The 5 Words That Should Be On Every Room Service Menu

I hate tipping because of the frictions. You don’t know what you’re supposed to tip, it’s ambiguous. You’re supposed to have cash? It’s so much better when employees are compensated by their employers and listed prices are the amounts you actually pay.

  • If tipping is supposed to ensure better service, why is it such a bad customer experience?
  • And why is it so opaque what happens to the money?
  • Are you expected to tip where there’s already a service charge? Sometimes that money is the tip. Other tips the business keeps the service charge. You can ask, but that’s awkward, and you may not get a straightforward answer.

What about tip inflation? When I was growing up 15% of the pre-tax amount of a meal was standard and now I often hear 20% of the total including tax. And now it’s tipping not just a few bucks for pizza delivery, but 20% of the total meal price. And tips when you’re picking up the food to go (since ‘someone still had to package it’).

I’m currently at a hotel property that adds a service charge to all food and beverage bills, and it seems like that money is split out across staff, while tips are delivered to the staff who have served you. I think. At least that’s what I’ve been able to suss out.

Do I really need to suss this out, though? On my vacation? Tipping can induce fear and anxiety in travelers.

That’s why I think it’s so strange that hotels, where are supposed to take care of their guests, are often ground zero in tipping confusion. Shouldn’t hotels tell you what is expected? Or better yet, just make it easier at least include tipping in the resort fee or the venue fee on top of the resort fee.

  • If you order room service, food is brought to your room, that’s a service. Room service generally has a service charge. Great problem solved!
  • Or is it? You’re asked to sign for the meal, and there’s usually a line to add a tip. Does the service charge have you covered, or is the hotel pocketing that and you’re expected to tip again?

Here’s one of the simplest things a hotel can do. It’s a line from the menu at the Hyatt Regency Grand Cypress in Orlando near Disney World back when they used to offer room service: the service charge includes gratuity.

The simple solution, for hotels that don’t do this, is to ask the person delivering your meal whether or not they’re taken care of by the service charge? That should solve for any ambiguity.

However hotels should just list all-in prices, or at least state explicitly “we are adding a service charge to your bill but that covers the wages we’re paying, and is not a gratuity” or “we are adding a service charge, which goes to the staff who prepared and delivered your food.”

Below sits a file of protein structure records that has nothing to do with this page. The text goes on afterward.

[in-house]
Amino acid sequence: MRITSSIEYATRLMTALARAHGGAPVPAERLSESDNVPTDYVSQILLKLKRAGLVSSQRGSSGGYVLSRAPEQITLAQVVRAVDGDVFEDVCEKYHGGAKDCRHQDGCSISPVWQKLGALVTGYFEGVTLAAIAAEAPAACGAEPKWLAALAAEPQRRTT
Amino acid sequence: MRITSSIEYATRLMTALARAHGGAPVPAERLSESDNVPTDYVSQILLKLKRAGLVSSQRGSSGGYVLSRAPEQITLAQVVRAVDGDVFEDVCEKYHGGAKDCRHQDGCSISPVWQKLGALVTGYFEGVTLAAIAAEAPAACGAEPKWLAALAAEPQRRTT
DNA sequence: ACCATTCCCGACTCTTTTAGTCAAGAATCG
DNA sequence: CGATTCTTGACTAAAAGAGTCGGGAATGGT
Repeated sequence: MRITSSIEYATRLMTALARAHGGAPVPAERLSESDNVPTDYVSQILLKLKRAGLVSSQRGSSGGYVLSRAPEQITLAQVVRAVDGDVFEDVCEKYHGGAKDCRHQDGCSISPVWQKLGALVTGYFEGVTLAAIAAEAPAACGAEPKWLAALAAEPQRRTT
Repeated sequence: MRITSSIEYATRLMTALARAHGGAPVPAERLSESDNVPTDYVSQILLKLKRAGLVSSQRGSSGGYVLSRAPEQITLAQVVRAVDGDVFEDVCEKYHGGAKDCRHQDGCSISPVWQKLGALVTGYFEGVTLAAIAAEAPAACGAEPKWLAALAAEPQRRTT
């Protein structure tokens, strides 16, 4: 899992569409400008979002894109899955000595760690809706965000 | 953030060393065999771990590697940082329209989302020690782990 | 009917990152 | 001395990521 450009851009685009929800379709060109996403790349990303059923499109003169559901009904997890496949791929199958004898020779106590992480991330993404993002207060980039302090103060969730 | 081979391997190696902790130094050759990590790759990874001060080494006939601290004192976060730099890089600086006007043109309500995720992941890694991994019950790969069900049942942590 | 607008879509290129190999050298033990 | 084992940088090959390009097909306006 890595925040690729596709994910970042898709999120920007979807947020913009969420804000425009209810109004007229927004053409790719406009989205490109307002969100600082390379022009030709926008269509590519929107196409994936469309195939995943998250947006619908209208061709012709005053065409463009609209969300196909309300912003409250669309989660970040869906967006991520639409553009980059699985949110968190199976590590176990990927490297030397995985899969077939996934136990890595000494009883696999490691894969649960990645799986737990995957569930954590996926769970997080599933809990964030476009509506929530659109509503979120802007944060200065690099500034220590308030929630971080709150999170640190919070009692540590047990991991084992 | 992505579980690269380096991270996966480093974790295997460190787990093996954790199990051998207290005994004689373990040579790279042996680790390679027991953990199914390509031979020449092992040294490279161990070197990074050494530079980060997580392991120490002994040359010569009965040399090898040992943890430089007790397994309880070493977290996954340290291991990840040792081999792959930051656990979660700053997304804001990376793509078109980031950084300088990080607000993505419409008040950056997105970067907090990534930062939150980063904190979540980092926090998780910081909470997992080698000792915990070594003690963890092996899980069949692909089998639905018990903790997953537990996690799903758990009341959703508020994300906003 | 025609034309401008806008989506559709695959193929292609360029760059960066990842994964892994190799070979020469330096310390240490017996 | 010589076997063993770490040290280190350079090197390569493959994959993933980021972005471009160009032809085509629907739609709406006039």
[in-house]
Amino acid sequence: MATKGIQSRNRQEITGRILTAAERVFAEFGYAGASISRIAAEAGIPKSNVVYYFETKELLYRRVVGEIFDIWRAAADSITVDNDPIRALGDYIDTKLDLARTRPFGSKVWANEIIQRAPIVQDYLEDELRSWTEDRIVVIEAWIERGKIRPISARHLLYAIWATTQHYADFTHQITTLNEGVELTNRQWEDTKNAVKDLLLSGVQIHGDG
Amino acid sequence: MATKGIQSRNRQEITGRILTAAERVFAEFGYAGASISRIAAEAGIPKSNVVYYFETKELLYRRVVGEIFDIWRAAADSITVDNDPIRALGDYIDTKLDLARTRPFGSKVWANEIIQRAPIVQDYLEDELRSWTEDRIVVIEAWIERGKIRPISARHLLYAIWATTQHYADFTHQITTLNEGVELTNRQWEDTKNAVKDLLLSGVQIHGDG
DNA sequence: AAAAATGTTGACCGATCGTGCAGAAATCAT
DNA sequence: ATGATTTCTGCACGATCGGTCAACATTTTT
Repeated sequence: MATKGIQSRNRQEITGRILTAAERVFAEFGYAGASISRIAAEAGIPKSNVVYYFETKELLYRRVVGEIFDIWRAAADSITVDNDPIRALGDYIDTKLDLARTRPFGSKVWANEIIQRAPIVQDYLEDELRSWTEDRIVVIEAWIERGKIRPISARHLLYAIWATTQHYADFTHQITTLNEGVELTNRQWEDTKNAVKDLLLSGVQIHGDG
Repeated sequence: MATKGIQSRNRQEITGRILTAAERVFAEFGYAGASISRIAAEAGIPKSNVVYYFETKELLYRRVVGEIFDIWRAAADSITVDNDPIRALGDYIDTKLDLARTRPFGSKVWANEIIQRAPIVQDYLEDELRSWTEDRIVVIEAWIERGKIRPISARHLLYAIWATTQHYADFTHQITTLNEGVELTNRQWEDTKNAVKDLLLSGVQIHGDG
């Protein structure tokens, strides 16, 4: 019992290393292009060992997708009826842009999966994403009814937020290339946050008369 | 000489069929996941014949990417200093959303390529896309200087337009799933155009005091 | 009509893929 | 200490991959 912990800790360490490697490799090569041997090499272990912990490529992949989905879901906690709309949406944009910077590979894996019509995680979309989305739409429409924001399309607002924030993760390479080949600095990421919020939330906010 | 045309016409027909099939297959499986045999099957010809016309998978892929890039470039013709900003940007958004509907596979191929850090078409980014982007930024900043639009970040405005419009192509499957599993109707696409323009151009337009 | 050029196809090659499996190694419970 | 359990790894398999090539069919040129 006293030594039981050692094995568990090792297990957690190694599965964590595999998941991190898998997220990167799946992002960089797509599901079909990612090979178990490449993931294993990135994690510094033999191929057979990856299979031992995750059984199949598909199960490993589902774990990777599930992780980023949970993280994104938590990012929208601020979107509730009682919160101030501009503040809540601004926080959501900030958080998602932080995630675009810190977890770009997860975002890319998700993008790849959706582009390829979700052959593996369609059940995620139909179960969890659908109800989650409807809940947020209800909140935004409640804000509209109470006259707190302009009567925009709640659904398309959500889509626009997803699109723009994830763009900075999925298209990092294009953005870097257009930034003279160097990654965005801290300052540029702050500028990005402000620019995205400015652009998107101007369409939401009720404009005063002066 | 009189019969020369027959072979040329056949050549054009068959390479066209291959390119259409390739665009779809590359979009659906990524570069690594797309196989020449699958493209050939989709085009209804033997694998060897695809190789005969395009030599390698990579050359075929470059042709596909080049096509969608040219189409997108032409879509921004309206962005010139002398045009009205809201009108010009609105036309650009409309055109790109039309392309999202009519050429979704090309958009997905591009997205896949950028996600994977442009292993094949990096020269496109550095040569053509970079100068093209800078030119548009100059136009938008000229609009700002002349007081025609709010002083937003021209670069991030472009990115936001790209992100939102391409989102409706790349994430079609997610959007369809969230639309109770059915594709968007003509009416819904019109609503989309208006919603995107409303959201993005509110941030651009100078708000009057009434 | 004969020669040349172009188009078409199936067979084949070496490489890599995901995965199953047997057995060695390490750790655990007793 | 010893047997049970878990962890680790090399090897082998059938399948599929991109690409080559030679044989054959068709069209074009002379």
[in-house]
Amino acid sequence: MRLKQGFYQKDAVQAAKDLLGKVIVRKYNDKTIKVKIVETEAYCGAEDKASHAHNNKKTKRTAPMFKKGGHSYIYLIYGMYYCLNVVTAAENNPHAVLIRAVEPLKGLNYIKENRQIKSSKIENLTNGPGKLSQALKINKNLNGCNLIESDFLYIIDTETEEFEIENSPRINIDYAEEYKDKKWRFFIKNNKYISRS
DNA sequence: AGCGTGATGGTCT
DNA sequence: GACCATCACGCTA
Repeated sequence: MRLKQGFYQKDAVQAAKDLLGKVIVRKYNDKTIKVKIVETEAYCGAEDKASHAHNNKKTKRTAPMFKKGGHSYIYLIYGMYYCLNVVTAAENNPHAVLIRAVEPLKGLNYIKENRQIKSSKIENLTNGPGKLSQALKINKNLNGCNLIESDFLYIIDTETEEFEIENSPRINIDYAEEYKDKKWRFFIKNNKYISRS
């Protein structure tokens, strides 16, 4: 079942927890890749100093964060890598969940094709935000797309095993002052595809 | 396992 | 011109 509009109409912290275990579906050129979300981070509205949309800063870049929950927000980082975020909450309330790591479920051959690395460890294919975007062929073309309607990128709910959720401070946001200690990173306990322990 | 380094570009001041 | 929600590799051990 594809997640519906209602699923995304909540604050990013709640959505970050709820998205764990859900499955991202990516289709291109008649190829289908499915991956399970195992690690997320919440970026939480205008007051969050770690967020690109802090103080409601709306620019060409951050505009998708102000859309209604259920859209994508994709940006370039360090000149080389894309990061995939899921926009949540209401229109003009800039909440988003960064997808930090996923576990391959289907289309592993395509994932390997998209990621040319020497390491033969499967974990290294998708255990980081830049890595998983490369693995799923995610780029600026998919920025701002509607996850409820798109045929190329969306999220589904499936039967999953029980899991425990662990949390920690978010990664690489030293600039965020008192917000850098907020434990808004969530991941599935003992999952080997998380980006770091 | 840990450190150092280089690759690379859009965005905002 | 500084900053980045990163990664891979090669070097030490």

Either way, tell guests exactly what to expect, and what is expected.

About Gary Leff

Gary Leff is one of the foremost experts in the field of miles, points, and frequent business travel - a topic he has covered since 2002. Co-founder of frequent flyer community, emcee of the Freddie Awards, and named one of the "World's Top Travel Experts" by Conde' Nast Traveler (2010-Present) Gary has been a guest on most major news media, profiled in several top print publications, and published broadly on the topic of consumer loyalty. More About Gary »

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  1. “Do I really need to suss this out, though? On my vacation?”

    Therein lies the rub. This is the “hospitality” industry, which should be the last industry to demand that the customer figure things out.

  2. “Tipping can induce fear and anxiety in travelers.” Come on, Gary, man up 🙂

    If the thought of tipping is fear inducing, one has bigger problems than hitting the tip jar….

  3. Back when tipping was a reward and an incentive to deliver good service, the system made sense, and leaving a good tip made you feel good as well. Now everyone thinks they are entitled to a tip. A good tip is not appreciated but expected, so no joy in tipping.

    I’m exhausted, I’m done. Pay your good workers well, and fire them if they provide bad service. If you’re not making enough as a worker then do something else, get an education so you can do more than unskilled labor. We as a society have to put a stop to this tipping culture gone wild.

  4. FYI, it’s never been 15%. 20% has been the norm, and especially if you are a repeat customer… You never know when you need that something extra when you need it most… It’s worth it.

    Having said that, I will go to 10% if the service was really lousy and it’s the server’s fault (not the kitchens… then I feel sorry for the server so they get the 20%).

    Finally, for wine costing more than $100/bottle, I calculate that in and only tip for the first $100. I.E., I do think it’s ridiculous to tip $40 more for a $300 bottle of wine vs. a $100 bottle of wine.

    As for the person who says Room Service should include KY has never been at an all day fundraising event, like GivingTuesday in NYC, and all you want is a nice meal, alone, in your hotel room! 🙂


  5. this is a very American problem you are exporting to the rest of the world and the irony is that no one in US (airlines, hotels etc) seems to have any concept of service .
    There are countries across the world (which constitute 90%+ of the worlds population) where this is neither the norm, not the expectation. Yet, surprise surprise, they exist and indeed deliver better service. Why cant the US do this instead of preaching to all and sundry about transparency and equity?

  6. @Suhas – I agree and look forward to trips to Europe and Asia (going to Singapore next week) where it isn’t expected. If you want to leave something for the server fine but not the norm.

    In the US, however, there is a social contract to tip. Most would prefer not to but you have to do it or you are penalizing a worker that expects tips as part of their income. That isn’t right so never penalize the worker but not tipping. Thinking you are making a “statement”

  7. I tip for good service, even when I am in the USA. 20% is BS, get a grip. The most I ever give is 10% ( in Australian Peso’s it works out 20% anyway ). Let the employers take care of their staff, why the hell should I. And when i see “Expected Gratuity” it does my head in. Then they get a big fat zero. God Bless America LOL.

  8. Where I live (CA, USA), restaurant waitstaff make at least minimum wage and the prices reflect that. Minimum wage has gone up faster than inflation. Since I am more price sensitive than before, I have solved the problem by not going to sit down restaurants. I don’t tip for take out. I don’t tip at the Mexican food pop up. I don’t tip for use of the parking lot at the grocery store nor for cart retrieval. I don’t tip for car repair. I do tip taxi and Uber drivers for good service.

  9. Those service fees, I have always viewed as the hotel cost for delivery (and pick up) of table, china, linen etc. The tip is for the actual server. ( usually I prefer to hand it over in cash). I enjoy room service and as a repeat customer this works for me.